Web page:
GOAT HERDING FOR SEASONAL CHEESE

Gazelle. “That one over there,” says Renato Maunero, “she’s called Gazelle.” He was pointing to a nanny goat struggling to keep up with the rest of the 70 or strong herd and they grazed their way through a glade in the fields just south of the Piemonte hilltop towns of Cherasco and La Morra in northern Italy . Bells clinked in the warm, early evening light as an understanding spread through the group that milking time as approaching. Gazelle kept up with the herd, just, frequently stopping to graze and keep a wary watch.

Each one of Renato’s herd is named and expertly cared for by this Pan-like figure, an appreciation I learned as he described his hobby and passion evolving into a business as we chatted on a warm day ambling through a lightly wooded hillside. 

“You have to choose this life,” says Renato. ‘There are no holidays. Ever.”  Most farmers will tell a similar tale. It’s relentless, but very rewarding work, he says.

A lithe, athletic figure Renato glides across the sloping fields of the Langhe, a region more famous for its vineyards that provide wines such as Barolo and Barbaresco. His movements are toned by years of running and more recently keeping up with his herding dog and constant companion, Blu. In the Autumn the dogs become trusted truffle hunters, another speciality of the region.

Renato and his trusty hounds, with Blu on the right.

Well known in the region for once a owning a popular sports shop in another local town, Bra, Renato swapped basketballs and tennis shirts for a more solitary life working as a goat wrangler and cheese maker, using only the raw milk from his herd.  His life now follows the natural rhythms of the seasons rather than sporting fixtures. The ancient pastoral practice of transhumance, the movement of animals from summer to winter pastures, is key to his farming style. His philosophy is to follow the natural cycle of the seasons, and while the farm is not registered as organic, nature is is given the space and freedom to be.

This year, though, because of the Covid-19 lockdown, the flock will likely need to stay in the lowland pasture during the summer. Hot summers parch grasslands in the Langhe region, a time Renato relocates the flock to pastures high in the Alpes Maritime range of mountains where cooler air and grassland is laden with delicious, sweet fragrant herbs. Eating fresh sword full of pesticide-free herbs gives the end products, Robiola and Toma cheeses, special flavours and textures that are rooted in these soils. 

With his family of nanny goats (females, mothers and kids) and three billys (males) which are kept well away from the rest of the flock for most of the year, Renato’s goat types are carefully selected for milking and good, all-round health.

The herd consists of chamois coloured mountain goats, a pair of robust Toggenburger and some white Saanen goats. The main breed is Camosciate dell Alpe, and is currently being cross-breed with a new stud Billy goat, a Toggenburg – a hardy breed from Switzerland, famed for its agility and stamina across mountains slopes and for being generous milkers.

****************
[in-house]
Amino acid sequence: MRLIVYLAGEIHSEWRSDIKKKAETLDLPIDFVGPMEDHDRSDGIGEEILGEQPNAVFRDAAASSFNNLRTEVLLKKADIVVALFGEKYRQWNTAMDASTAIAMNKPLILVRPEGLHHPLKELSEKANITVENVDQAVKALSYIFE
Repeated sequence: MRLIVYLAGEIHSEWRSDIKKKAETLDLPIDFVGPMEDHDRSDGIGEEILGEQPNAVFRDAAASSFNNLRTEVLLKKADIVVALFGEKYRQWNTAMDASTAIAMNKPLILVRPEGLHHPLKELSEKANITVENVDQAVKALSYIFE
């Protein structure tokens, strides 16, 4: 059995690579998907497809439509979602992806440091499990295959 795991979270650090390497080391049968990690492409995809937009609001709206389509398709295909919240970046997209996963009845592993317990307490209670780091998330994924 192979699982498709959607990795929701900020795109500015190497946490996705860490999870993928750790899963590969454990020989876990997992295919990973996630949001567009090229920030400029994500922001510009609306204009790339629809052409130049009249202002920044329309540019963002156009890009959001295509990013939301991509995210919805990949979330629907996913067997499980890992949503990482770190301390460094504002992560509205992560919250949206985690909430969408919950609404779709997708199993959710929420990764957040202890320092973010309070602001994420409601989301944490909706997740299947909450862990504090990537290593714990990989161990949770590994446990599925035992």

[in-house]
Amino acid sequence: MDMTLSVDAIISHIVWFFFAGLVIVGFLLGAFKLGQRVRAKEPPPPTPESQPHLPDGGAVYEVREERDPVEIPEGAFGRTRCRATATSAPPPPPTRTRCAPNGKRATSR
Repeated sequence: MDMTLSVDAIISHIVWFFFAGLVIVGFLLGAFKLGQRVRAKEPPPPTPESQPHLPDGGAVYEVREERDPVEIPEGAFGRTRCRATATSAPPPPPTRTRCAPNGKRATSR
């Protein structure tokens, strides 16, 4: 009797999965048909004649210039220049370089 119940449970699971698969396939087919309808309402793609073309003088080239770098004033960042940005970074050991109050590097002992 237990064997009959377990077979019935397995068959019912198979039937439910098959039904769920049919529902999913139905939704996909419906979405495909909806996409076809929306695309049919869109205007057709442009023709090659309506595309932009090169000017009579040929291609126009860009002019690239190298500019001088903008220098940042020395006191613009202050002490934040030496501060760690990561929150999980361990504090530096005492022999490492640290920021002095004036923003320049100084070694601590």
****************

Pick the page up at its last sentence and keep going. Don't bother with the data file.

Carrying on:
“With this number they have room in the stable, I can milk them all efficiently and keep a closer watch on them,” he says. Three months a year the goats are given a rest from milking.

Renato’s Robiola

Two cheese varieties are made at Renato’s dairy. Using cold milk he creates a Robiola and with hot milk, a 10-day aged Toma is produced and then flavoured with a variety of seasonal herbs. While Renato’s Robiola is made with just goat’s cheese, other types of this fresh white cheese from across the region are made from cow goat or ewes milk or any combination of the three (due-latte or tre-latte).

Renato distracts his goats with food while they are milked

Renato’s Robiola is a delicate cheese and can be eaten after 24 hours maturing. The more robust Toma is given at least ten days to mature. A noticeable skin on the cheese takes around 15 days to be robust enough for handling.

La Cravé cheese has a thin skin, soft consistency and velvety texture

Between 90 and 100 litres of milk are pumped twice a day from the herd. One round of Robiola soaks up two litres of milk and Renato produces around 50 Robiola a day. 

I found the flavour to be salty, with an unexpected sweet after taste. Easy to eat, I spread it on nuggets of fresh bread for a plate of food for an early evening aperitivo or as an added flavour boost to stuff the extravagant courgette (zucchini) flowers for frying. This Robiola is a quick ripening goat cheese, which has a light acidic edge to it, yet one so distinct, that you can taste the variety of herbs upon which the herd feasted.

Renato also flavours his Toma with red pepper, juniper or lavender and sells his cheeses in fresh produce markets in market towns around his farm including Bra and Dogliano. “All the restaurants in and around the hilltop town La Morra include the Robiola on the cheese board, called L.Cravé (di Renato Maunero).

Another  Cherasco recognized me with a de.co , a municipal name, which certifies my Robiola Cherasco (raw milk) as a local product with my registered trademark. 

“My goats graze on the Cherasco soil. It’s a real product of the area,” says Renato, as he turns his attention to the evening milking and the jostling of the herd as they line up his attention.

Bruce

I am a freelance journalist and published author focusing on food and drink; business startups and enterprise, culture and travel. In 2019 I graduated with a Masters degree in Food Culture, Communication and Marketing from the University of Gastronomic Sciences in Pollenzo, Italy. I have chaired many conferences and meetings, spoken at conferences and events and often appear on radio and TV talking most about food, the business of food and being an entrepreneur.

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